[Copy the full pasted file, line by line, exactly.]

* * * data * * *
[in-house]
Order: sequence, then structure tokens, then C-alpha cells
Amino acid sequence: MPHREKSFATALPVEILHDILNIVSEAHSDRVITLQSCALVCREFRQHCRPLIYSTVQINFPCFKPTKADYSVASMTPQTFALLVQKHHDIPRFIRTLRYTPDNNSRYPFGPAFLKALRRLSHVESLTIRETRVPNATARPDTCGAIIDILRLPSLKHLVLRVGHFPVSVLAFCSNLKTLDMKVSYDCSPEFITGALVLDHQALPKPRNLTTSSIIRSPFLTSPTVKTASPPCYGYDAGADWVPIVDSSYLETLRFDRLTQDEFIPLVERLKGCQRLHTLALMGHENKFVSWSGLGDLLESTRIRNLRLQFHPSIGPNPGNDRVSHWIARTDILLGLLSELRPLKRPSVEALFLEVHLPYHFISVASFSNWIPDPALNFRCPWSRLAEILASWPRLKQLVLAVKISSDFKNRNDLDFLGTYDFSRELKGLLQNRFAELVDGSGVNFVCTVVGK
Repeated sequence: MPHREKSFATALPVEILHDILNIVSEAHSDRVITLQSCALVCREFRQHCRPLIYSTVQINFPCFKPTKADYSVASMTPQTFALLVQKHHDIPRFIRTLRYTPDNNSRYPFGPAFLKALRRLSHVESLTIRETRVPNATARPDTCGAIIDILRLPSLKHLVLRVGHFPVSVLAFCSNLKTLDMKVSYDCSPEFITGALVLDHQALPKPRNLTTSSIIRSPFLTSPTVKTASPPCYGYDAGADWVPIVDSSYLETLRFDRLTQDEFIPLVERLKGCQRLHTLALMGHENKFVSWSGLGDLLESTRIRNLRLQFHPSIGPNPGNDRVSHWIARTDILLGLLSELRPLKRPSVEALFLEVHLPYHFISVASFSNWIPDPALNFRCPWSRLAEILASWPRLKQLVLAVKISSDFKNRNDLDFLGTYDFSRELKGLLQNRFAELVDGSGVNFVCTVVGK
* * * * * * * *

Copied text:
[in-house]
Order: sequence, then structure tokens, then C-alpha cells
Amino acid sequence: MPHREKSFATALPVEILHDILNIVSEAHSDRVITLQSCALVCREFRQHCRPLIYSTVQINFPCFKPTKADYSVASMTPQTFALLVQKHHDIPRFIRTLRYTPDNNSRYPFGPAFLKALRRLSHVESLTIRETRVPNATARPDTCGAIIDILRLPSLKHLVLRVGHFPVSVLAFCSNLKTLDMKVSYDCSPEFITGALVLDHQALPKPRNLTTSSIIRSPFLTSPTVKTASPPCYGYDAGADWVPIVDSSYLETLRFDRLTQDEFIPLVERLKGCQRLHTLALMGHENKFVSWSGLGDLLESTRIRNLRLQFHPSIGPNPGNDRVSHWIARTDILLGLLSELRPLKRPSVEALFLEVHLPYHFISVASFSNWIPDPALNFRCPWSRLAEILASWPRLKQLVLAVKISSDFKNRNDLDFLGTYDFSRELKGLLQNRFAELVDGSGVNFVCTVVGK
Repeated sequence: MPHREKSFATALPVEILHDILNIVSEAHSDRVITLQSCALVCREFRQHCRPLIYSTVQINFPCFKPTKADYSVASMTPQTFALLVQKHHDIPRFIRTLRYTPDNNSRYPFGPAFLKALRRLSHVESLTIRETRVPNATARPDTCGAIIDILRLPSLKHLVLRVGHFPVSVLAFCSNLKTLDMKVSYDCSPEFITGALVLDHQALPKPRNLTTSSIIRSPFLTSPTVKTASPPCYGYDAGADWVPIVDSSYLETLRFDRLTQDEFIPLVERLKGCQRLHTLALMGHENKFVSWSGLGDLLESTRIRNLRLQFHPSIGPNPGNDRVSHWIARTDILLGLLSELRPLKRPSVEALFLEVHLPYHFISVASFSNWIPDPALNFRCPWSRLAEILASWPRLKQLVLAVKISSDFKNRNDLDFLGTYDFSRELKGLLQNRFAELVDGSGVNFVCTVVGK